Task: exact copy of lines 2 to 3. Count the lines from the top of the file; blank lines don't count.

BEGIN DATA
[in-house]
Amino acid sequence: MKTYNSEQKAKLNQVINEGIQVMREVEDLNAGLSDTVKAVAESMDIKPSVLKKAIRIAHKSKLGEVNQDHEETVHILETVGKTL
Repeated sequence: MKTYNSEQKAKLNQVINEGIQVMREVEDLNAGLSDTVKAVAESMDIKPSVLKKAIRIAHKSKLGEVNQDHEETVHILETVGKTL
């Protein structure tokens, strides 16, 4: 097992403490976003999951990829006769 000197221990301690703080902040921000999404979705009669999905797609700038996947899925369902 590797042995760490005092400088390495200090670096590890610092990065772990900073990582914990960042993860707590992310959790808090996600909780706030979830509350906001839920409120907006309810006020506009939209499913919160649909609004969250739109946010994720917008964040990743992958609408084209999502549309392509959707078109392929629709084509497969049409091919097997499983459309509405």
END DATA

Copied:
Amino acid sequence: MKTYNSEQKAKLNQVINEGIQVMREVEDLNAGLSDTVKAVAESMDIKPSVLKKAIRIAHKSKLGEVNQDHEETVHILETVGKTL
Repeated sequence: MKTYNSEQKAKLNQVINEGIQVMREVEDLNAGLSDTVKAVAESMDIKPSVLKKAIRIAHKSKLGEVNQDHEETVHILETVGKTL